Chico State reserves combine restoration, learning opportunities
In some Northern California valley communities in the latter half of the 20th century, sixth grade had one major allure: heading for a week to a camp in the Sierra Nevada foothills to study science under the pines through the Woodleaf program. Escaping the four walls of the classroom, students learned hands-on about flora and fauna, identifying trees and plants and examining bear and deer tracks and scat along hiking trails.
In this century, you don’t have to be in sixth grade—just head east on Highway 32 to discover the largest outdoor science classroom in the Sierra Nevada. And it’s just 17 miles from Chico.
Big Chico Creek Ecological Reserve and Butte Creek Ecological Preserve combine as the CSU, Chico Ecological Reserves to offer 4,053 acres to the public and students of all ages. The BCCER starts where Upper Bidwell Park leaves off, and it alone is larger than its neighbor, continuing along a 4.5-mile stretch of Big Chico Creek. The 93-acre preserve along the middle section of Butte Creek contains a vital spawning habitat for the threatened Central Valley spring-run chinook salmon. With an elevation ranging from 700 to 2,044 feet, the reserves offer oak woods, pine forest and rock cliffs, with riparian areas and springs to support hundreds of wildlife species and help reveal the local watershed connection.
“Our mission is to be where education meets the land and to support natural ecosystems,” noted Eli Goodsell, who holds the title of reserves manager after a multiyear internship. “The restoration and ongoing maintenance of these lands plays a critical role connecting current and future generations to the natural environment.”
It was a beautiful afternoon on April 21, when the BCCER held its first open house celebrating its natural habitat. About 240 visitors braved the narrow dirt road to take advantage of the short strolls, talks and displays focused on indigenous fire-making materials, saw whet owl banding, bat research tools and bug identification.
There’s no signage welcoming visitors to the reserves, just a green paddle marker 3521 along Highway 32 that leads down a rough dirt road to a clearing where a huge barn, a few other buildings and a weather station poke out of the wild landscape. Most intriguing is a hubo, a cedar bark dwelling typical of the Mechoopda Maidu, the indigenous tribe of the area. Behind the barn, looking like an oversized birdhouse on stilts, is a slick, tile-roof condo that can house up to 2,500 bats.
Under the ownership and direction of the CSUC Research Foundation, the reserves have merged land and habitat management with research, education and conservation, utilizing student and citizen science, while returning the land to its original habitat. Chico State recreation and biology classes come to this outdoor laboratory to conduct bug surveys; map trails; and study fox, owl, skunk, deer and mountain lion populations.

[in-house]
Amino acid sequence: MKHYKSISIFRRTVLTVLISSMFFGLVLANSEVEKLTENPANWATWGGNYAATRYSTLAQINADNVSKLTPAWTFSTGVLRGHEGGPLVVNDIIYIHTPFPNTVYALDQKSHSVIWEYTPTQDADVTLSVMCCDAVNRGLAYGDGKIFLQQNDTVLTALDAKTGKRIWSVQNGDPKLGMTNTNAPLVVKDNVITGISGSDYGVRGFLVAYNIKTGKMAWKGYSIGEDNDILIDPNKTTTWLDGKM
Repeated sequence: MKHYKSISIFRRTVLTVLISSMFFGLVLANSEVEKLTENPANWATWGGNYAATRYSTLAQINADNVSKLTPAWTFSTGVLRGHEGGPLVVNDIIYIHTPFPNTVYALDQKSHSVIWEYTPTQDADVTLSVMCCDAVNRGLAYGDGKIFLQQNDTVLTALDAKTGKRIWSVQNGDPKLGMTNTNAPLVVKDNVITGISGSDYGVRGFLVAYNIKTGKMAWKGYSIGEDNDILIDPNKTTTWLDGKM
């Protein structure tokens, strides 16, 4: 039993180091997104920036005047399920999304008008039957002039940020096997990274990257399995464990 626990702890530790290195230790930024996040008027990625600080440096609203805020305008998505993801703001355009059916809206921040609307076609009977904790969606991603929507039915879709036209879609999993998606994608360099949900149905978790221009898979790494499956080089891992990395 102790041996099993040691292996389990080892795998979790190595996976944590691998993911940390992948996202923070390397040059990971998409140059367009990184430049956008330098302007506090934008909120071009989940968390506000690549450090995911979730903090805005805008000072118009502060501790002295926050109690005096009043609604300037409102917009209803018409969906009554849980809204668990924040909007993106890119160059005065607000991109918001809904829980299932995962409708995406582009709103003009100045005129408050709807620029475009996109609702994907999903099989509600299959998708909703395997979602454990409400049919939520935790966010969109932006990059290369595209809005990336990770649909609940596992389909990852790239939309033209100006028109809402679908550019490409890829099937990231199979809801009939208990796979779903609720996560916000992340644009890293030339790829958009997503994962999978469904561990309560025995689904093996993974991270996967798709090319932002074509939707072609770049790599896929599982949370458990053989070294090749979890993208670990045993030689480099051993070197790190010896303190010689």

Programs correlate with California elementary science curriculum standards, a win-win for teachers and students alike.
“Last year we had 1,300 K-12 students for this outdoor education. It’s free to schools. We teach them about the Mechoopda who lived here and how this once was beach-front property,” said Goodsell, pointing to a fossilized shell.
The only established hiking path, the 0.7-mile Loop Meadow trail, begins near a field of native grass. “This used to be all star thistle,” Goodsell said with a sweep of his hand. “The land was grazed for 100 years by the Lucas family. Star thistle is not native—we eradicated the thistle and Scotch broom,” he said.
BCCER grew from the 1999 purchase of the Simmons Ranch to the 2001 acquisition of the Henning Ranch. (Jack Henning was president and CEO of Sunset magazine in the 1980s.) Now the only nonnative plants on the reserve are fig and olive trees planted by previous owners. And something’s enjoying those olives.
“Bear scat turns black from eating olives,” said Jon Aull, education and research coordinator for the reserves. Pointing at a tall pole on a fence, he continued: “The bears have fun here. We have 10-15 cameras on the property with night vision. That’s how we know the bears come and use the water trough as a swimming pool.”
There is a synergy at the reserves with other agencies like the California Indian Water Commission, California Deer Association, Bureau of Land Management and Cal Fire. Don Hankins, BCCER field director, oversees project planning and has run the prescribed burning program since 2007.
“Fire is a good tool to enhance the environment with oak and grassland management,” he said. “Here, students see how fire is needed to maintain the native species.”
The reserves are dependent on interns, students and volunteers, some of them regular visitors who participate through citizen science. “We have anglers who do podcasts,” Goodsell explained. “It’s citizen science to have hunters help collect data. Their help is important to land management decisions.” Other citizen scientists do butterfly counts, monitor bird songs, identify mushrooms and conduct oak tree studies.
Kohner Vugrenes, a Chico State environmental studies graduate, wears the hat of the steward field coordinator at the reserves and considers his work to be like that of a restoration farmer of native species.
“There are lots of projects and challenges. But it’s like farming,” said Vugrenes, who hails from an almond- and walnut-farming family. “I love this community involvement that brings positive changes for the environment. It’s rewarding working with student interns to show them how natural landscape should look using natural ways to cultivate.”